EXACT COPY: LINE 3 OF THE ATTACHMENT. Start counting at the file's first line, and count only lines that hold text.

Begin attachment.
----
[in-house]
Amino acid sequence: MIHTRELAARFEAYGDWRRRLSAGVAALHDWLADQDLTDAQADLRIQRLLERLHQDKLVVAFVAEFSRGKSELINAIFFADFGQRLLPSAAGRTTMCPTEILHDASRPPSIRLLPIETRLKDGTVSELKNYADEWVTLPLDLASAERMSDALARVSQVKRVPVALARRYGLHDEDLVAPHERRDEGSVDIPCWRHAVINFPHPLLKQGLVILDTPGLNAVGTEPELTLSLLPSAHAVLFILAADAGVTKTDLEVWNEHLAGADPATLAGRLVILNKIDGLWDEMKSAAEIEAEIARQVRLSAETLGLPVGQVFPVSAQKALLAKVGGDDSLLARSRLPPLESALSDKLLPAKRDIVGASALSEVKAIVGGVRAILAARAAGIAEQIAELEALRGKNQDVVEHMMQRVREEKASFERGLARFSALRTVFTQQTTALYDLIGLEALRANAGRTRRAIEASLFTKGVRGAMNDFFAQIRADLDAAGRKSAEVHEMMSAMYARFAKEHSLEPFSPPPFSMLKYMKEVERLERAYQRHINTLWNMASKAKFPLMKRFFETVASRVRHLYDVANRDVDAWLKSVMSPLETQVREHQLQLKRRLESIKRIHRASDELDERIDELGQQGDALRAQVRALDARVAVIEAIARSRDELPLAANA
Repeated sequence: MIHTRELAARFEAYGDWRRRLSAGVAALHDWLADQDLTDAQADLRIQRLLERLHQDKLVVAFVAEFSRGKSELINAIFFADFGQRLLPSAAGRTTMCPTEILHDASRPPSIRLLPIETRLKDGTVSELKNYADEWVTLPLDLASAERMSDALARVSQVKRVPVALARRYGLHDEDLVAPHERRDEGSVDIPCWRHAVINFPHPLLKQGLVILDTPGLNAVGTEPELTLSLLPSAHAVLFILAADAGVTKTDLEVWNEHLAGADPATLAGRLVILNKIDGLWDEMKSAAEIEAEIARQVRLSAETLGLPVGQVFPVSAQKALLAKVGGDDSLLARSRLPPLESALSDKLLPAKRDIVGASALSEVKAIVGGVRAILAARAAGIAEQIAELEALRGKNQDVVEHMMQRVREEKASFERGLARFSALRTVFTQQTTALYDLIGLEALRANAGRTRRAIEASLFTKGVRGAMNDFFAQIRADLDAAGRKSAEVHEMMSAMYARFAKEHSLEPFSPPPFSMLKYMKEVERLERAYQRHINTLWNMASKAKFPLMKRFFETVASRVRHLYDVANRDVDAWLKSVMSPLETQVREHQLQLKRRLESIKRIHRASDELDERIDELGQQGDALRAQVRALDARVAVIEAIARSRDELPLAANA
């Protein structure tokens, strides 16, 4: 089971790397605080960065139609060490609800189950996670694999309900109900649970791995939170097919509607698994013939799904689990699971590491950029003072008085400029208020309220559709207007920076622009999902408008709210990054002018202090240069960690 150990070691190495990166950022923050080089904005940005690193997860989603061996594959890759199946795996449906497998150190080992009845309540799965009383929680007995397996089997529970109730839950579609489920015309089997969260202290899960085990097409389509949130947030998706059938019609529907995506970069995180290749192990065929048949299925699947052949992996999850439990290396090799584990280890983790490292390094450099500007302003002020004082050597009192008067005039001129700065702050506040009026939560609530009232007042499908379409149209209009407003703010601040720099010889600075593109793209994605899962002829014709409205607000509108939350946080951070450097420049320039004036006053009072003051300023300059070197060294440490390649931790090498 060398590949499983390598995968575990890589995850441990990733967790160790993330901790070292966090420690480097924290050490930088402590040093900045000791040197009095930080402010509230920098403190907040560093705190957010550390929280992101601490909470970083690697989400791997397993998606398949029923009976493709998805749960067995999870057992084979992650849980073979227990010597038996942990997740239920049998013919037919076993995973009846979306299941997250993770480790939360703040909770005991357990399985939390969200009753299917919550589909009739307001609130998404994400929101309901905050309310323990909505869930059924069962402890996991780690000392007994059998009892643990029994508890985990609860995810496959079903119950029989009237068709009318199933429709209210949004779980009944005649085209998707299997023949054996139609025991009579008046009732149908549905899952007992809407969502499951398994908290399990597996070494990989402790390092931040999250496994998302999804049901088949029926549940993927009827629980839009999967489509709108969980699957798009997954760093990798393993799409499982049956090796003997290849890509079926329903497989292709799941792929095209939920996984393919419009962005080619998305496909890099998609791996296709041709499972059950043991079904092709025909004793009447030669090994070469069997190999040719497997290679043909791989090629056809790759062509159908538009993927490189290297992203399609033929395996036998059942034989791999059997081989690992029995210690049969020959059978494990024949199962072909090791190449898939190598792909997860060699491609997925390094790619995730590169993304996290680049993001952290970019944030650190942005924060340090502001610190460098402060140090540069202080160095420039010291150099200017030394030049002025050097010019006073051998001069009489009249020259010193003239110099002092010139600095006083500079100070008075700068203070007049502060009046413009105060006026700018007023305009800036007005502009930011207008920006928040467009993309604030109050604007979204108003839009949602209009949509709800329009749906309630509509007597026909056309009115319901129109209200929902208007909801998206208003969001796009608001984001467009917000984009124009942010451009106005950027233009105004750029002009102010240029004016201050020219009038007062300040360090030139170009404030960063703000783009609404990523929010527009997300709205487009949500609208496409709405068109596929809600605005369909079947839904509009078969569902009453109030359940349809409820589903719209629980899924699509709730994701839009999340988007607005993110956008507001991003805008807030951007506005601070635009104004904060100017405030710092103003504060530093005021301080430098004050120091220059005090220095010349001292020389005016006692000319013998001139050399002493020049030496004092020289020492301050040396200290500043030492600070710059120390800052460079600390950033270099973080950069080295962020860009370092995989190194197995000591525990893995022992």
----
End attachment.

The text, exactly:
Repeated sequence: MIHTRELAARFEAYGDWRRRLSAGVAALHDWLADQDLTDAQADLRIQRLLERLHQDKLVVAFVAEFSRGKSELINAIFFADFGQRLLPSAAGRTTMCPTEILHDASRPPSIRLLPIETRLKDGTVSELKNYADEWVTLPLDLASAERMSDALARVSQVKRVPVALARRYGLHDEDLVAPHERRDEGSVDIPCWRHAVINFPHPLLKQGLVILDTPGLNAVGTEPELTLSLLPSAHAVLFILAADAGVTKTDLEVWNEHLAGADPATLAGRLVILNKIDGLWDEMKSAAEIEAEIARQVRLSAETLGLPVGQVFPVSAQKALLAKVGGDDSLLARSRLPPLESALSDKLLPAKRDIVGASALSEVKAIVGGVRAILAARAAGIAEQIAELEALRGKNQDVVEHMMQRVREEKASFERGLARFSALRTVFTQQTTALYDLIGLEALRANAGRTRRAIEASLFTKGVRGAMNDFFAQIRADLDAAGRKSAEVHEMMSAMYARFAKEHSLEPFSPPPFSMLKYMKEVERLERAYQRHINTLWNMASKAKFPLMKRFFETVASRVRHLYDVANRDVDAWLKSVMSPLETQVREHQLQLKRRLESIKRIHRASDELDERIDELGQQGDALRAQVRALDARVAVIEAIARSRDELPLAANA